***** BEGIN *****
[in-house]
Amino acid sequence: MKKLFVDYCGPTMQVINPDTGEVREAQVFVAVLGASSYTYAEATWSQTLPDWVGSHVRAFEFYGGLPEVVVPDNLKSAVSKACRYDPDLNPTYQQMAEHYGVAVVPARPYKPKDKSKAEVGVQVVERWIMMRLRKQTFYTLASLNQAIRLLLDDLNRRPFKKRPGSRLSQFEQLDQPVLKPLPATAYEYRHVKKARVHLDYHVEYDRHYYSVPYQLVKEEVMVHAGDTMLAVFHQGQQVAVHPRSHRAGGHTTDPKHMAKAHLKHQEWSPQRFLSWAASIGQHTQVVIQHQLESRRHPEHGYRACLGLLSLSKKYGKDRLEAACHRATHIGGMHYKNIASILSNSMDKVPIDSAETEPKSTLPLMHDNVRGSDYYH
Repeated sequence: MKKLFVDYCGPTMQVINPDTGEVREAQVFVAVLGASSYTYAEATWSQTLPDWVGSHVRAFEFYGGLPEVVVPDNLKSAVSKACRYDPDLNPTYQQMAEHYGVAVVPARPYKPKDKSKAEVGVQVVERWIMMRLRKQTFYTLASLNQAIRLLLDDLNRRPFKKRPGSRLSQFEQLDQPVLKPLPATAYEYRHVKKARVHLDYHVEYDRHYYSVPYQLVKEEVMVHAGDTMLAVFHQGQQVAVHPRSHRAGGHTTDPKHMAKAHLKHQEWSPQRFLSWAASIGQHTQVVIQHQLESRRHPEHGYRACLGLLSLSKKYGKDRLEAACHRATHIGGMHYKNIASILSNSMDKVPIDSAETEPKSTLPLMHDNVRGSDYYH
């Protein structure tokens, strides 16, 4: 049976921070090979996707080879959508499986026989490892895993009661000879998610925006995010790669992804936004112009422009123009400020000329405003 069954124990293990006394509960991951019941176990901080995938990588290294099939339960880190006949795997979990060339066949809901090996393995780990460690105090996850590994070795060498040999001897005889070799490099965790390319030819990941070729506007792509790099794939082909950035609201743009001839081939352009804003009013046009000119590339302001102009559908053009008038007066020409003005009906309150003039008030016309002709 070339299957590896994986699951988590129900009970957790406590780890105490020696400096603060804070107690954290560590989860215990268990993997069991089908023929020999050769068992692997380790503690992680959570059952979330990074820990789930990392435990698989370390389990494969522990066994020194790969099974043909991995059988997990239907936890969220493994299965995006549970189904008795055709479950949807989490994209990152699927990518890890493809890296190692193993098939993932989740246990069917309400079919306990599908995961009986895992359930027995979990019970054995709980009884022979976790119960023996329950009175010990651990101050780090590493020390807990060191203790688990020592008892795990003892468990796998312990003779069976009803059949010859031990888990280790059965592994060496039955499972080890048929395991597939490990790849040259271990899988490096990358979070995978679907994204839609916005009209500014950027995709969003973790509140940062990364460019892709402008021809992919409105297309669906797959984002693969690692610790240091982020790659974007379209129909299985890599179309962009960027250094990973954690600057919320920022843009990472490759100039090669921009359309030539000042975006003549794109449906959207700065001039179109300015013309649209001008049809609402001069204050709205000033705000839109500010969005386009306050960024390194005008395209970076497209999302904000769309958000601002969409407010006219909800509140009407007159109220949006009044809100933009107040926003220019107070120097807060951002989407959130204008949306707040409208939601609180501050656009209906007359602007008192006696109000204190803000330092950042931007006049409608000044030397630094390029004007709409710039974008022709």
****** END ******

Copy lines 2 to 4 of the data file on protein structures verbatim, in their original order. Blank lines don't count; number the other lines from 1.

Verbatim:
Amino acid sequence: MKKLFVDYCGPTMQVINPDTGEVREAQVFVAVLGASSYTYAEATWSQTLPDWVGSHVRAFEFYGGLPEVVVPDNLKSAVSKACRYDPDLNPTYQQMAEHYGVAVVPARPYKPKDKSKAEVGVQVVERWIMMRLRKQTFYTLASLNQAIRLLLDDLNRRPFKKRPGSRLSQFEQLDQPVLKPLPATAYEYRHVKKARVHLDYHVEYDRHYYSVPYQLVKEEVMVHAGDTMLAVFHQGQQVAVHPRSHRAGGHTTDPKHMAKAHLKHQEWSPQRFLSWAASIGQHTQVVIQHQLESRRHPEHGYRACLGLLSLSKKYGKDRLEAACHRATHIGGMHYKNIASILSNSMDKVPIDSAETEPKSTLPLMHDNVRGSDYYH
Repeated sequence: MKKLFVDYCGPTMQVINPDTGEVREAQVFVAVLGASSYTYAEATWSQTLPDWVGSHVRAFEFYGGLPEVVVPDNLKSAVSKACRYDPDLNPTYQQMAEHYGVAVVPARPYKPKDKSKAEVGVQVVERWIMMRLRKQTFYTLASLNQAIRLLLDDLNRRPFKKRPGSRLSQFEQLDQPVLKPLPATAYEYRHVKKARVHLDYHVEYDRHYYSVPYQLVKEEVMVHAGDTMLAVFHQGQQVAVHPRSHRAGGHTTDPKHMAKAHLKHQEWSPQRFLSWAASIGQHTQVVIQHQLESRRHPEHGYRACLGLLSLSKKYGKDRLEAACHRATHIGGMHYKNIASILSNSMDKVPIDSAETEPKSTLPLMHDNVRGSDYYH
């Protein structure tokens, strides 16, 4: 049976921070090979996707080879959508499986026989490892895993009661000879998610925006995010790669992804936004112009422009123009400020000329405003 069954124990293990006394509960991951019941176990901080995938990588290294099939339960880190006949795997979990060339066949809901090996393995780990460690105090996850590994070795060498040999001897005889070799490099965790390319030819990941070729506007792509790099794939082909950035609201743009001839081939352009804003009013046009000119590339302001102009559908053009008038007066020409003005009906309150003039008030016309002709 070339299957590896994986699951988590129900009970957790406590780890105490020696400096603060804070107690954290560590989860215990268990993997069991089908023929020999050769068992692997380790503690992680959570059952979330990074820990789930990392435990698989370390389990494969522990066994020194790969099974043909991995059988997990239907936890969220493994299965995006549970189904008795055709479950949807989490994209990152699927990518890890493809890296190692193993098939993932989740246990069917309400079919306990599908995961009986895992359930027995979990019970054995709980009884022979976790119960023996329950009175010990651990101050780090590493020390807990060191203790688990020592008892795990003892468990796998312990003779069976009803059949010859031990888990280790059965592994060496039955499972080890048929395991597939490990790849040259271990899988490096990358979070995978679907994204839609916005009209500014950027995709969003973790509140940062990364460019892709402008021809992919409105297309669906797959984002693969690692610790240091982020790659974007379209129909299985890599179309962009960027250094990973954690600057919320920022843009990472490759100039090669921009359309030539000042975006003549794109449906959207700065001039179109300015013309649209001008049809609402001069204050709205000033705000839109500010969005386009306050960024390194005008395209970076497209999302904000769309958000601002969409407010006219909800509140009407007159109220949006009044809100933009107040926003220019107070120097807060951002989407959130204008949306707040409208939601609180501050656009209906007359602007008192006696109000204190803000330092950042931007006049409608000044030397630094390029004007709409710039974008022709």